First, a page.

You should also have someone look at your writing and offer feedback on both your style and content. If you’re a current undergraduate student considering business school, work with a faculty mentor, internship supervisor, or your current boss to identify your strengths and weaknesses.
Once they’ve helped you figure out that you write overly long sentences (like me), or are not incorporating enough sources (like my students), you’ll be able to better develop and articulate an argument.
If you’re out in the workforce, try your hand at writing a sample on paper for a product, system, or process your team or company is working on. Then, ask your boss and trusted coworkers to offer feedback on how well you articulated an argument, described the topic in question, and if they have any suggestions for improvement.
Remember: writing is about rewriting and practice is the only way to hone your rhetorical skills. The people who can churn out great content on any topic in 30 minutes are the people who practice responding to sample prompts religiously.
The second section of the GMAT assesses your ability to make sense of data and evaluate information presented in multiple formats (such as graphs, charts, white papers, and memos).
Test-takers preparing for the integrated reasoning section can also rely on what they should be reading to sharpen their analytical writing skills. Focus on business-related or business-adjacent writing (white papers, reports, executive summaries) on topics you’re interested in or which might come up on the test.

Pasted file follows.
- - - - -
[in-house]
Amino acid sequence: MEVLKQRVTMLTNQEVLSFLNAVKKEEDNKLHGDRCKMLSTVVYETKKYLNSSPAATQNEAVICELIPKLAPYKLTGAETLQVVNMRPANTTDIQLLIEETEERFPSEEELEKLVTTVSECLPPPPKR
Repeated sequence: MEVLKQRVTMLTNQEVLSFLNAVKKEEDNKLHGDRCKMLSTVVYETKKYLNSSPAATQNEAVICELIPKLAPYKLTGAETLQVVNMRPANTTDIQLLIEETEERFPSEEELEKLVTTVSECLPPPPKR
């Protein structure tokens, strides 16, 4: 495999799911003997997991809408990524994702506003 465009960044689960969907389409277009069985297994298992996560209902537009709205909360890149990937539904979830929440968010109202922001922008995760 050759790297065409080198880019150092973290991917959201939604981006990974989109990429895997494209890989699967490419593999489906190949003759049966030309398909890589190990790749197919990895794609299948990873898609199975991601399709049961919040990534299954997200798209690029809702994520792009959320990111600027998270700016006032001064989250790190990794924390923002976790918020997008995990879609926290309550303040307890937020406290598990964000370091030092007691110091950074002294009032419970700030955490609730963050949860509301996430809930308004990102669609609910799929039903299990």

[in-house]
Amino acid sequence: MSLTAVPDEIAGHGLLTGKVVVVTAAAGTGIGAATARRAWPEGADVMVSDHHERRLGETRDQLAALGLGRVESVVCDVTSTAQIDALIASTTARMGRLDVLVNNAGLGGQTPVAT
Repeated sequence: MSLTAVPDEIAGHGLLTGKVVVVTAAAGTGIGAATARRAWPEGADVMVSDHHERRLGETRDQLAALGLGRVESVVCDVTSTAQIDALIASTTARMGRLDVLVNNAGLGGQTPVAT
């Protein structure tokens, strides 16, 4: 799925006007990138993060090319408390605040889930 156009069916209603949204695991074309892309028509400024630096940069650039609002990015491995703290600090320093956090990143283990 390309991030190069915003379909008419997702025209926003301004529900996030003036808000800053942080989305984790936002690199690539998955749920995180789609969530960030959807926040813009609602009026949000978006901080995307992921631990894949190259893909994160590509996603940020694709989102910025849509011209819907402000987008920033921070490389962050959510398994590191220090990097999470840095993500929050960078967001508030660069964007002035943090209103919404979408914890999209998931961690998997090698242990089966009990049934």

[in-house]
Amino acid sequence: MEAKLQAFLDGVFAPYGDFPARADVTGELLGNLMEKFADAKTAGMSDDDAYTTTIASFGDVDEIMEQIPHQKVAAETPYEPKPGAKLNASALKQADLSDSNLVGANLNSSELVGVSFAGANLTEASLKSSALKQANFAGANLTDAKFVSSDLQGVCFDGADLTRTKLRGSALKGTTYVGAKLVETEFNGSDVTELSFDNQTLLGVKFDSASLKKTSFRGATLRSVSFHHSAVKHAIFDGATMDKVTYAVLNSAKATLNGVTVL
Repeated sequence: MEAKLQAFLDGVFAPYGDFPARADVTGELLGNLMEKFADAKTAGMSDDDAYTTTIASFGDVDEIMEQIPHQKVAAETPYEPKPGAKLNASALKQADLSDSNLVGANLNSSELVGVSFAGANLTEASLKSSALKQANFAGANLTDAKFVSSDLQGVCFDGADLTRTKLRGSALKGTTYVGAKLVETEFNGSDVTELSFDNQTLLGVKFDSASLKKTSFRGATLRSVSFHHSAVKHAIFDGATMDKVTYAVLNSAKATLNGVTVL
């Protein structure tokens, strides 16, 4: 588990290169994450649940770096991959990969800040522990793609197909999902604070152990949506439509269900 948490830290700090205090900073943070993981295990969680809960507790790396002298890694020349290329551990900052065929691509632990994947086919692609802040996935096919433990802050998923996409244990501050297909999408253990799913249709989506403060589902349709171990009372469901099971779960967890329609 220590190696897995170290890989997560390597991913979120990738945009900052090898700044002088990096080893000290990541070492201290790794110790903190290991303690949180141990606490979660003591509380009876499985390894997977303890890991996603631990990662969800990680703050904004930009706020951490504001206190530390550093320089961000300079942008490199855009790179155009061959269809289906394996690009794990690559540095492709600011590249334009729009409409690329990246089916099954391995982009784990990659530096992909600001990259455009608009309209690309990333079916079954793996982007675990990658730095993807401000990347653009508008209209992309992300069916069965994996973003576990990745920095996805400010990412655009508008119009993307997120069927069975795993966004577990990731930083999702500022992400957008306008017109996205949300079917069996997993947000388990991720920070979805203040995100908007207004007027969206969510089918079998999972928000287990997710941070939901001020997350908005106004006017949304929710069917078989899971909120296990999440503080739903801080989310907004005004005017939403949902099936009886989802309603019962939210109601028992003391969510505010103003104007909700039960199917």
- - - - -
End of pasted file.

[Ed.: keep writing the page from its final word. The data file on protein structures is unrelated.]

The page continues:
Test-takers should look at a wide variety of content that offers information in multiple formats, practice evaluating it, and synthesizing key takeaways. While the GMAT won’t ask you to write about original or new findings, it will ask you to identify what it thinks you should have found and understood from the sample passage.
Practicing on content in which the crucial points are usually clearly indicated is a great way to strengthen your integrated reasoning skills.
The GMAT usually draws from topical examples for questions across the section. Familiarizing yourself with the latest issues, trends, and conversations in business sectors you’re interested in can:
The third section of the GMAT assesses your ability to reason by analyzing and interpreting information quantitatively and solving quantitative problems. Much like the integrated reasoning section, the quantitative reasoning section asks you to evaluate and interpret presented information to glean key takeaways that may inform business decisions.
Unlike the integrated reasoning section, this GMAT section is purely quantitative. If you aren’t comfortable with math, numbers, budgets, spreadsheets, charts, graphs, and infographics, you better get comfortable. Pour yourself a drink, put on some business-casual sweatpants, and open Excel.